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2013 ANNUAL DRINKING WATER QUALITY REPORT, CITY OF LINTON

We’re  very pleased to provide you with this year’s “Annual Drinking Water Quality Report.” We want to keep you informed about the excellent water and services we have delivered to you over the past year. Our goal is to provide you with a safe and dependable  supply of drinking water. Our water source is surface water from the Missouri River in Emmons County.  The  City  of  Linton  is involved  in North  Dakota’s  Wellhead  Protection  Program.  A copy  of  the  Wellhead Protection Plan along with other relevant information is available from our office during normal business hours. The ND Dept. of Health has prepared a Source  Water Assessment for the City of Linton. Information  on this program is also available to the public during normal business hours.

Our  public  water system,  in cooperation  with  the North  Dakota  Department  of  Health,  has completed  the delineation   and  contaminant/land   use  inventory  elements  of  the  North  Dakota  Source  Water  Protection Program.   Based  on  the  information   from  these  elements,  the  North  Dakota  Department  of  Health  has determined that our source water is “susceptible”  to potential contaminants. If you have any questions regarding this report or concerning  your water utility, please contact Robert Job at 701-254-4460.  We want our valued customers  to be informed about  their water utility. If you want to learn more, please attend any of our regularly scheduled meetings. They are held on the first Monday of each month, September  through March at 6:00pm, and April through August at 5:00pm at Linton City Hall.  If attendance is desired,  please call the office in advance, for further information. If you are aware of non-English speaking individuals  who need help with the appropriate language translation, please call the office at the number listed above.The  City  of  Linton  would  appreciate  it  if  large  volume  water  customers  would  please  post  copies  of  the “Annual  Drinking  Water Quality  Report” in conspicuous  locations  or distribute  them to tenants,  residents, patients, students, and/or employees, so individuals who consume the water, but do not receive a water bill can learn about our water system.The City of Linton routinely monitors for contaminants  in your drinking  water according to Federal and State laws. The following table shows the results of our monitoring for the period of January 1st  to December  31st, 2013.  As authorized and approved by the EPA, the State has reduced monitoring requirements for certain contaminants to less often than once per year because the concentrations of these contaminants are not expected to vary significantly from year to year. Some of the data [e.g. for inorganic contaminant], though representative, is more than one year old. The sources  of drinking  water (both  tap and bottled  water) include  rivers,  lakes, streams,  ponds,  reservoirs, springs and wells. As water travels over the surface of the land, or through the ground, it dissolves naturally occurring  minerals  and,  in some  cases,  radioactive  material, and can  pick  up substances  resulting  from  the presence of animals or from human activity. Contaminants that may be present  in source  water include:

Microbial contaminants, such  as viruses  and  bacteria,  which  may come  from  sewage  treatment plants,  septic  systems, agricultural livestock  operations and wildlife.

Inorganic contaminants,  such  as salts  and  metals,  which  can  be naturally-occurring or  result  from  urban  storm  water, industrial  or domestic wastewater discharges, oil production, mining or farming.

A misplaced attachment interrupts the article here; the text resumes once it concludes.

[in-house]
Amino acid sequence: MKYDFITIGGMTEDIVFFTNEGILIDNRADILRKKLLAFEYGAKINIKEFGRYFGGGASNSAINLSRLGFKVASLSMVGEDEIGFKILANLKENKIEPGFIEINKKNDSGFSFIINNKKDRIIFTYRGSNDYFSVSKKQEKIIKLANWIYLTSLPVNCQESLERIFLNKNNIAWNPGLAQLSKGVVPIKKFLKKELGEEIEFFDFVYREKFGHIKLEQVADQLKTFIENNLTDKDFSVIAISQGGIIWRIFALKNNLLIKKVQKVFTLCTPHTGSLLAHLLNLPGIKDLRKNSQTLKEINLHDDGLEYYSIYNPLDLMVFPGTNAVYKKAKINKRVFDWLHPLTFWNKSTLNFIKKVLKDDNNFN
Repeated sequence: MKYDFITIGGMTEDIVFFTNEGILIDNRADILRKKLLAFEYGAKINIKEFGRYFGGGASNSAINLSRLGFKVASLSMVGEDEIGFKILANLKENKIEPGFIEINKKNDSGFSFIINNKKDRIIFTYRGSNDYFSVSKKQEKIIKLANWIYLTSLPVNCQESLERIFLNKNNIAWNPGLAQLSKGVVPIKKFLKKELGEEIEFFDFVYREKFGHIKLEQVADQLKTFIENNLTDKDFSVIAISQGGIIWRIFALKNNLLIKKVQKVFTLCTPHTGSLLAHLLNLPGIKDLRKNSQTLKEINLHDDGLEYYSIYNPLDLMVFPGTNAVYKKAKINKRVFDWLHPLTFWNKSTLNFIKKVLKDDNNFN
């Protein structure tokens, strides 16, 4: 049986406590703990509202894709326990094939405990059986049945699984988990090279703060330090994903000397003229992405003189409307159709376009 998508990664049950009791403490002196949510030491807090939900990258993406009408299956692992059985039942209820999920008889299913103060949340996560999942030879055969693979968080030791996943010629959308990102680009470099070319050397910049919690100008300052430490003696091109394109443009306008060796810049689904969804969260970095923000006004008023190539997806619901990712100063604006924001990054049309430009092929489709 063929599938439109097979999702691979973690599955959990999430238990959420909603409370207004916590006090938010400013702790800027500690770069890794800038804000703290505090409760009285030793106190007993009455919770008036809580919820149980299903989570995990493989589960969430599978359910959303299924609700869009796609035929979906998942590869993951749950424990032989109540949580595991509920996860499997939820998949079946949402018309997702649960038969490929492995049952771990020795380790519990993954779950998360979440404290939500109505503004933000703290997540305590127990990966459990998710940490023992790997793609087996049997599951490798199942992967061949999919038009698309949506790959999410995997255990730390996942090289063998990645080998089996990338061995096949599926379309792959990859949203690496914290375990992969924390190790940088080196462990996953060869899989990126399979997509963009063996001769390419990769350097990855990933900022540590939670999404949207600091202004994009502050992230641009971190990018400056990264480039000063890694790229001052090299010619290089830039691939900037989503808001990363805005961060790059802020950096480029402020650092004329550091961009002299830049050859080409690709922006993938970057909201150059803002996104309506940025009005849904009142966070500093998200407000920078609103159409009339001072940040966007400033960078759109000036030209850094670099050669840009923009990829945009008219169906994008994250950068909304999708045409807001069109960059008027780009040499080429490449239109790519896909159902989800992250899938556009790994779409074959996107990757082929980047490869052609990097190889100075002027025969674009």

Pesticides and herbicides, which  come  from  a  variety  of  sources such  as  agriculture,  urban  storm  water  runoff  and residential uses.

Organic chemical contaminants, including synthetic and  volatile  organic  chemicals, which  are  by-products of industrial processes and petroleum  production, and can, also, come from gas stations,   urban storm  water runoff and septic  systems.

Radioactive contaminants, which can be  can  be  naturally-occurring or  be  the  result  of  oil  and  gas  production  and  mining activities.

In order  to ensure  that tap water  is safe to drink, the Environmental Protection  Agency (EPA)  prescribes  regulations which limit the amount  of certain  contaminants in water provided  by public  water systems. The  Food  and  Drug  Administration (FDA)   regulations establish   limits  for  contaminants 111   bottled  water  which  must provide  the same protection  for public health. In the following table  you  will  find  many  terms  and  abbreviations you  might  not  be familiar  with.  To  help  you  better understand these terms we’ve  provided  the following definitions:

Not applicable (NA), No Detect (ND)

Parts per million (ppm) or Milligrams per liter (mg/1) - one  part per million  corresponds to one minute  in two years or a single  penny  in $1 0,000.

Parts per billion (ppb) or Micrograms per liter (111JII) -one part per billion corresponds to one minute  in 2,000  years, or a single  penny  in $1 0,000,000.

Picocuries per liter (pCi/1) -Pico curies  per liter is a measure  of the radioactivity in water.

Action Level (AL) -the concentration of a contaminant which,  if exceeded, triggers  treatment or other  requirements which a  water system  must follow.

Treatment Technique (TT) - A treatment technique is a required  process  intended  to reduce the level of a contaminant in drinking water.

Maximum  Contaminant Level-  The “Maximum Allowed” (MCL)  is the highest  level of a contaminant that  is allowed  in drinking water.   MCLs are set as close to the MCLGs  as feasible  using the best available  treatment  technology.

Maximum  Contaminant  Level Goal-  The “Goal” (MCLG)  is the  level of a contaminant in drinking  water  below  which there  is no known or expected  risk to health.   MCLGs  allow for a margin of safety.

Maximum  Residual Disinfectant Level (MRDL)     The highest  level of a disinfectant allowed  in drinking water. There  is convincing evidence that addition  of a disinfectant is necessary  for control  of microbial  contaminants.